浅川 和秀 / Kazuhide Asakawa:1 川上 浩一 / Koichi Kawakami:1,2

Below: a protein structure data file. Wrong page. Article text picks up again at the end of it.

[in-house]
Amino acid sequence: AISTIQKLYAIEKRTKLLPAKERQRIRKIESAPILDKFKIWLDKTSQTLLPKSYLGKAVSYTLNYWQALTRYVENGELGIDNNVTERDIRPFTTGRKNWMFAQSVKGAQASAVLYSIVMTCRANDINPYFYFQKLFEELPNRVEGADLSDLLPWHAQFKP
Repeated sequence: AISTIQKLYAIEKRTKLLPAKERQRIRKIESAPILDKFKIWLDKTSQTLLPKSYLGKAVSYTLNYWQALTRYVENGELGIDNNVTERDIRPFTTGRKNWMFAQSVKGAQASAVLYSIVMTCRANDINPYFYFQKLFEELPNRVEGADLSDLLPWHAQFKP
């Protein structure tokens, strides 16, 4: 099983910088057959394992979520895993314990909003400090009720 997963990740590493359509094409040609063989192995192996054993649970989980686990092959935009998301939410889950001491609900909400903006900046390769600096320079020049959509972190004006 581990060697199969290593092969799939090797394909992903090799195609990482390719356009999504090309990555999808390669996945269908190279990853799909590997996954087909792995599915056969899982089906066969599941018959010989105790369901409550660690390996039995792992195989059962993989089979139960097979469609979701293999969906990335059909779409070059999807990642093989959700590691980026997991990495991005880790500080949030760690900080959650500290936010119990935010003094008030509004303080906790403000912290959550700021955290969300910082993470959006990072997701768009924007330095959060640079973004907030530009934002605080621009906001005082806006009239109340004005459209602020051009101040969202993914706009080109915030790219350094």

Spinal motor neurons are primary targets of neurodegeneration in amyotrophic lateral sclerosis (ALS). Cytoplasmic inclusions containing TAR DNA-binding protein 43 (TDP-43, Tardbp) characterize these neurons undergoing degeneration, but how TDP-43 contributes to neuronal dysfunction and degeneration has not been fully understood. To understand early pathological changes of spinal motor neurons caused by TDP-43, we employ the zebrafish caudal primary motor neuron (CaP), a whole cell of which is optically and genetically accessible to measurement and manipulation. We find that both knockout and overexpression of TDP-43 reduce total axon arbor length approximately by 20%. Intriguingly, in the overexpression condition, the neuromuscular synapse formation and neuronal excitability are also diminished in the absence of accumulation of cytoplasmic TDP-43 aggregates. We further discover that targeted activation of PI3Kα/the mammalian target of rapamycin (mTOR) pathway rescues the defects in axon outgrowth, synapse formation and neuronal excitability. We also find that treatment of rapamycin, an inihibitor of mTOR, diminishes axon outgrowth of CaPs in the wild type fish, suggesting that PI3Kα/mTOR pathway is an intrinsic promoter of axon outgrowth in the spinal motor neuron. Based on these observations, we propose that neuronal atrophy derived from aberrant TDP-43 proteostasis is one of the earliest pathological changes caused by TDP-43 in the spinal motor neuron, and that activation of the PI3Kα/mTOR pathway might serve as a potential strategy to maintain or restore functional motor units in ALS.